Rob Neyer points out:
We do know that more than half the pitchers with Hernandez’s approximate track record break down, either gradually or dramatically, within a few year Knowing would mean predicting with some precision what Felix Hernandez will be doing over the next seven seasons and what his many dozens of teammates will be doing. Well, good luck with that.
I guess there can be something to said about the Astros approach, the complete rebuild. However, if they don’t succeed, it will be a catastrophic failure. All of the 100 loss seasons fans and the team went through as they traded away anyone with any semblance of value and experience (that is, lack of team control) for prospects will be wasted and for not. If the ends do not eventually match up with the means that they went through (say, that the prospects don’t pan out and the Astros never really make a push for the playoffs over the next 5-8 years), then the current front office will go down as one of the worst in recent history.
Obviously I don’t think the Mariners should do that, but I don’t think they should have signed Raul Ibanez or traded Jaso for Morse. Also, should a team that hasn’t been competitive in recent seasons, and probably won’t be, despite some optimism by pundits, in 2013, sign their pitcher to a record breaking contract? Should the Mariners have the highest paid pitcher in baseball? Obviously the team is making a bet. A bet that they will be good soon. On a more meta scale, they believe their top prospects (the Walkers, Zuninos, and Hultzens) and some of their young players (the Ackleys, Seagers, Monteros, and perhaps even, the Smoaks) will blossom into a group that rounds out a rotation and a batting order. On a smaller scale, they think they will be competitive in 2013, or else they wouldn’t have traded Jaso for Morse or signed Raul Ibanez. Of course, the extension of Felix has nothing to deal with 2013, other than the fact that he will be paid more for the season. He was already under contract for 2013 and 2014.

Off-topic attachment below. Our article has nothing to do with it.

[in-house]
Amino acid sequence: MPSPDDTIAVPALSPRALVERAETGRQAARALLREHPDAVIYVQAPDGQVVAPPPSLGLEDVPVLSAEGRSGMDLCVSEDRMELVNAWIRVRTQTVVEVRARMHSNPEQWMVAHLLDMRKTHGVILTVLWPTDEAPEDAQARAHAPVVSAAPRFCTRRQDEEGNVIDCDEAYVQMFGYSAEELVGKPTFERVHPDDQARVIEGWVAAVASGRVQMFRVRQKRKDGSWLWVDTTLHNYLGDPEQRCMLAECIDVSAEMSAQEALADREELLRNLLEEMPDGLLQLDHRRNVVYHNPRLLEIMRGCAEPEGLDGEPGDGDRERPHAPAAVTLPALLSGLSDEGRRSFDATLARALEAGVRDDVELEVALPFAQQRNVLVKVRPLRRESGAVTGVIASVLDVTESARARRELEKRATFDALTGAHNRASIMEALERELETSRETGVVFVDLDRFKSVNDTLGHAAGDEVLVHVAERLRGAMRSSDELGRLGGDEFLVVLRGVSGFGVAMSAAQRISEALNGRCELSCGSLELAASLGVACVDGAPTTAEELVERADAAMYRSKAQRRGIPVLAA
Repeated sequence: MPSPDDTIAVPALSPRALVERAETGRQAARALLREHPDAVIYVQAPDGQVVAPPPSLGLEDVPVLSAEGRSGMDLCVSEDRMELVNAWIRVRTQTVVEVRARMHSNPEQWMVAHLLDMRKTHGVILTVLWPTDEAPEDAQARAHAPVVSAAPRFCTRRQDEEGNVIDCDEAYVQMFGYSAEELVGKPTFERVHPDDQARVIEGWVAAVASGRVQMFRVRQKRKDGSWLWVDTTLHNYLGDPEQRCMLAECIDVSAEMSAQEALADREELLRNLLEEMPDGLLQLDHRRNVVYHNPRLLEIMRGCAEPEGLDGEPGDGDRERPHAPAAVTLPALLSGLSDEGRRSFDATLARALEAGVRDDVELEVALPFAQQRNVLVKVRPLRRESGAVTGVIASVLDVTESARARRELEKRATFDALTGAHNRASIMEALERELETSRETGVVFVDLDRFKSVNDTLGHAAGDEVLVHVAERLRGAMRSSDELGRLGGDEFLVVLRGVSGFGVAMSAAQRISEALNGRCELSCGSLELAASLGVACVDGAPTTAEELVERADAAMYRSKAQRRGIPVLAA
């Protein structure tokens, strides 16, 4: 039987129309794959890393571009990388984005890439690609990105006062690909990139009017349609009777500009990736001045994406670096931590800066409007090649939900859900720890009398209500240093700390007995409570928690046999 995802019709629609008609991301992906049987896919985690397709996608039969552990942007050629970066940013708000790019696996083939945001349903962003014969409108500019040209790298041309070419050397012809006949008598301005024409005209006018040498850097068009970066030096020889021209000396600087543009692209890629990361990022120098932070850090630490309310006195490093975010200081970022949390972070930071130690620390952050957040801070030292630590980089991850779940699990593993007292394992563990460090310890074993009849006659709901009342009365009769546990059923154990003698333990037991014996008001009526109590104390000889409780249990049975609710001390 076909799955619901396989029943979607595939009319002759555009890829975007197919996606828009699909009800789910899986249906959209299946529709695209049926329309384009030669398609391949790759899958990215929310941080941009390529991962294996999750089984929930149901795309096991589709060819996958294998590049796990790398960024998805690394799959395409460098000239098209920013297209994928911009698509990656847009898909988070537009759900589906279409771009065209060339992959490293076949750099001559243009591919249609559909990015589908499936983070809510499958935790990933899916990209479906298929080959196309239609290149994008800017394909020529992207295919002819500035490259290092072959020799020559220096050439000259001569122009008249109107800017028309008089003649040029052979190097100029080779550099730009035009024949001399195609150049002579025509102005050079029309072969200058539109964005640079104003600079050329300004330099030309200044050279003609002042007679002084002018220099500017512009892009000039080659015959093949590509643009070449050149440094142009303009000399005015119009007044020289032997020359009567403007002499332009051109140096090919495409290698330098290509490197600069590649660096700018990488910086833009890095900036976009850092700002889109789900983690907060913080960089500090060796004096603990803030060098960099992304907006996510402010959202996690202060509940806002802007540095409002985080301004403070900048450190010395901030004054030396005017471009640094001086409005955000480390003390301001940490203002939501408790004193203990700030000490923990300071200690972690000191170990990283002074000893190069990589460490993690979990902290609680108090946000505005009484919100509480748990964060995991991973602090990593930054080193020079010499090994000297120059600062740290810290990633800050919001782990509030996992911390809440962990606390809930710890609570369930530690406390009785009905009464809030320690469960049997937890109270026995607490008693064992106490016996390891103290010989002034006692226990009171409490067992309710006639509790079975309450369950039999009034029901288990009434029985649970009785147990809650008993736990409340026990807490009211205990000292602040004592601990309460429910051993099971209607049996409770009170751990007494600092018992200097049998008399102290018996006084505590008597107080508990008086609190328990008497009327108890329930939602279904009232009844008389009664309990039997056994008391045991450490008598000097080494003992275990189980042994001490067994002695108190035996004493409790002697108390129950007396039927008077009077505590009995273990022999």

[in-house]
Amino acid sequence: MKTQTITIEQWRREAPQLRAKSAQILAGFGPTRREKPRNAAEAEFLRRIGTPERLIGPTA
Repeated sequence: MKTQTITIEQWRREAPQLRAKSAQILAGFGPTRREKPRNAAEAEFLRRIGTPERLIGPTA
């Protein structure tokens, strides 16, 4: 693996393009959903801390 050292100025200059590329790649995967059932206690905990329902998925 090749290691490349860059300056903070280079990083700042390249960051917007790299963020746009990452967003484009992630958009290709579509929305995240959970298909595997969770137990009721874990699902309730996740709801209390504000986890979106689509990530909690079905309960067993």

Dave Cameron points out the rather obvious:
Given the history of pitcher attrition, there’s a significant chance that this deal will go south for the Mariners, and they’ll end up with an expensive and overpaid former ace. Most good young pitchers don’t turn into good old pitchers, and the Mariners have just made a huge bet on Felix being the exception rather than the rule.
In my opinion, especially with the construction of the 2012/2013 off-season, if the Mariners are not good (we will leave that definition loose for now) in 2013, the off-season was an obvious failure, the fake Justin Upton trade looks even worse, and the extension of Felix could be considered a serious mistake.
I have argued that the Felix extension, as risky as it is, is the safe choice for the front office/management. This is different that it being the right choice, which as you can probably tell, I have remained somewhat agnostic on. The Mariners are banking that not only is King Felix the present, but the future as well.